No BBQ for you.
“The Daily Show” decided to put North Carolina’s discriminatory HB2 bill ― legislation widely known as the “Bathroom Bill” ― which restricts transgender people from using the restroom that corresponds with their gender identity but which also allows businesses to discriminate based on sexual orientation ― to the test by opening a food truck that refuses to serve gay people or anyone who they simply think might be gay.
So, Roy Wood, Jr. and fellow correspondent Jordan Klepper decided to rent a food truck and create a fake barbecue company called Bone Brothers Flamin’ BBQ to show what HB2 is like in action in Raleigh, North Carolina.
The pair turned baffled customers away by saying things like, “You can’t just throw it in everybody’s face, all right? We’re not going to serve you.”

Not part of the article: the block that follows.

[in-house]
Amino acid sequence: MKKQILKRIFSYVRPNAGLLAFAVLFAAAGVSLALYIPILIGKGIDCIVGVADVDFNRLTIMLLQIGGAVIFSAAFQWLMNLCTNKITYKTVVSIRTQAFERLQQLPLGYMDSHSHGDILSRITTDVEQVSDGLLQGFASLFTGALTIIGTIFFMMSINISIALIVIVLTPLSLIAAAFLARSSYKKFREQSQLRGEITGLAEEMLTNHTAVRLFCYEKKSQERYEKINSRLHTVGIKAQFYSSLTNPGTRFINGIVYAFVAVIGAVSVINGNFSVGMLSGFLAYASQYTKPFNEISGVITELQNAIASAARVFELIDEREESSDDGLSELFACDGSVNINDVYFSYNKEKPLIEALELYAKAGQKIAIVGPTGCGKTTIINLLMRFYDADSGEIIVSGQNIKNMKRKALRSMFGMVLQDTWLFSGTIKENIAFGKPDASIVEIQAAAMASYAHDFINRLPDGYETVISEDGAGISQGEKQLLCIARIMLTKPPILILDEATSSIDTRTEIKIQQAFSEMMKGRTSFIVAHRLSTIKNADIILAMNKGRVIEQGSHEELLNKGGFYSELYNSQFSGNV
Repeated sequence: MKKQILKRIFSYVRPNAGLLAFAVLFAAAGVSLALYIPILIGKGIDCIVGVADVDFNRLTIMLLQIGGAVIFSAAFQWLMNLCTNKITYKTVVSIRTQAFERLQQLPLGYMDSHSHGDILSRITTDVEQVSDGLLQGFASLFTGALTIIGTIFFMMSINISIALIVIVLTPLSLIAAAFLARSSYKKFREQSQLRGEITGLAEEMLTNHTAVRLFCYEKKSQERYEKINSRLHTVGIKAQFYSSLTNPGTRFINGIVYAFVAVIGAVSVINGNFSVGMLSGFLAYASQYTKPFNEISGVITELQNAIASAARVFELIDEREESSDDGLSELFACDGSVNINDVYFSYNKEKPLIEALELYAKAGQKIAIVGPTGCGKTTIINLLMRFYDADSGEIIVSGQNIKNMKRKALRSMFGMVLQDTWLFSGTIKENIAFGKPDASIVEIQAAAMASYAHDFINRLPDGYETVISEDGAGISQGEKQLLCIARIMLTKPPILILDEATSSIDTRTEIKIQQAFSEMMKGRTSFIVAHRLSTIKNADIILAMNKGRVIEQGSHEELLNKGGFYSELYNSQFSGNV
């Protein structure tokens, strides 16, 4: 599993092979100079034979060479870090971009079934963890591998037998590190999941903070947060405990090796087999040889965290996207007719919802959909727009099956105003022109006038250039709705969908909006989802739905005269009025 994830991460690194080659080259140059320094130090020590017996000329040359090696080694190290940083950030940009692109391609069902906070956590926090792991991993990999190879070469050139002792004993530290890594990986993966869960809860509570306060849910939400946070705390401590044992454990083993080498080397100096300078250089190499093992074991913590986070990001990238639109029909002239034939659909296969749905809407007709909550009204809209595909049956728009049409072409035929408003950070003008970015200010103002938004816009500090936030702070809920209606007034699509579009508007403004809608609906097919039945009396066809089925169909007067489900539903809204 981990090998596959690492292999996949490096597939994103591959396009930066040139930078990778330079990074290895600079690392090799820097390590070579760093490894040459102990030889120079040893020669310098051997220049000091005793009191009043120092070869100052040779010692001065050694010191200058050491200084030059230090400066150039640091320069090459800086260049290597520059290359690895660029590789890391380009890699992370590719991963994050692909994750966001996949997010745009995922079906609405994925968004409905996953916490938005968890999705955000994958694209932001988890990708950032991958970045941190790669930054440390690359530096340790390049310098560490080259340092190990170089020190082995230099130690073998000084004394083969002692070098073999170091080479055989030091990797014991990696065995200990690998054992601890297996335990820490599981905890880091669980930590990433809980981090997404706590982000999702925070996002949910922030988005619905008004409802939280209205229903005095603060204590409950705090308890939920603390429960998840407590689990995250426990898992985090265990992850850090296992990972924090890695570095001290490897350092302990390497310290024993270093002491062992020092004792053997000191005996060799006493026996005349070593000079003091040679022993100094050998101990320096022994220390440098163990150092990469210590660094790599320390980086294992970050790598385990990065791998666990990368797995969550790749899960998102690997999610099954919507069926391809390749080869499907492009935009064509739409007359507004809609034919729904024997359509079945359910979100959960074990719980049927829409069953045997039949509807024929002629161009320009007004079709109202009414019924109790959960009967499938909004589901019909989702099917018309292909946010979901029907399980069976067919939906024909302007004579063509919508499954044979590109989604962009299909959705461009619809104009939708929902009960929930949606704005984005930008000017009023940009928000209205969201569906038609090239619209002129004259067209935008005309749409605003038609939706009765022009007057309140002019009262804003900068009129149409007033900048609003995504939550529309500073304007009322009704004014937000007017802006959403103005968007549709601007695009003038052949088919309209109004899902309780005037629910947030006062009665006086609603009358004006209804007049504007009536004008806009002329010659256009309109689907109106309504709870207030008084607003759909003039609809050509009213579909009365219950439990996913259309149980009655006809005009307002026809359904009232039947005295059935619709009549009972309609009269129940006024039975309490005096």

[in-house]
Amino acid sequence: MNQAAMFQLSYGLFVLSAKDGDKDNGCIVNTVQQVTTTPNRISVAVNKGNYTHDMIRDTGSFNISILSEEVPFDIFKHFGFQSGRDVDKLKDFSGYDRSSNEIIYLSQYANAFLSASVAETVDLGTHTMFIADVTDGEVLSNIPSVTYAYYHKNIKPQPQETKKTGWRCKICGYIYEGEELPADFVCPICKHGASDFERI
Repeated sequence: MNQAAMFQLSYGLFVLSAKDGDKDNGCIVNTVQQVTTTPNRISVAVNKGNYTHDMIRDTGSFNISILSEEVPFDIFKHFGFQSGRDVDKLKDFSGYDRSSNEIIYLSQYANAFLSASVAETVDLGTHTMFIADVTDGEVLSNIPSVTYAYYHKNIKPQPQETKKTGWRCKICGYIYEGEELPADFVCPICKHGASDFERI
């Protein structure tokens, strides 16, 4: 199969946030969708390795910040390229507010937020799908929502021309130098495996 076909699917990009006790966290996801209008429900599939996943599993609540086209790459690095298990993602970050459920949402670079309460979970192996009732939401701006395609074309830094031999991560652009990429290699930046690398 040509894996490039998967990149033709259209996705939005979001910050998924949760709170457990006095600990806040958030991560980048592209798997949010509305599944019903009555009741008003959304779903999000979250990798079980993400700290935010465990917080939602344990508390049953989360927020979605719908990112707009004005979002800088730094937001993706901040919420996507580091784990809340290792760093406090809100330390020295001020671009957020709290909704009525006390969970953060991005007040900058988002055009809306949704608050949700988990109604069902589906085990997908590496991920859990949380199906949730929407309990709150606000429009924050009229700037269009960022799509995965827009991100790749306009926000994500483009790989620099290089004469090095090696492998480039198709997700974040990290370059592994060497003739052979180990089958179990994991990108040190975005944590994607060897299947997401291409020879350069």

The verdict? “Wow! That is so weird! It’s as if people don’t like arbitrary discrimination.”
And, yes, all of this is 100 percent legal, as the North Carolina Justice Center notes.
Q: Can a business refuse to do business with me because of my sexual orientation or gender identity?
A: Yes. HB2 excludes LGBTQ individuals from state anti-discrimination protections in public accommodations. Additionally, there is no federal law that specifically protects persons against discrimination on the basis of sex (including sexual orientation or gender identity) in public accommodations. This means that any private business
Since HB2 was passed in March, countless celebrities, politicians and businesses have called for North Carolina to revoke the law, which could reportedly cost the state billions in revenue due to boycotts.
Thanks to “The Daily Show” for pointing out just how unappetizing discrimination is ― now if only North Carolina’s leaders would do something about it.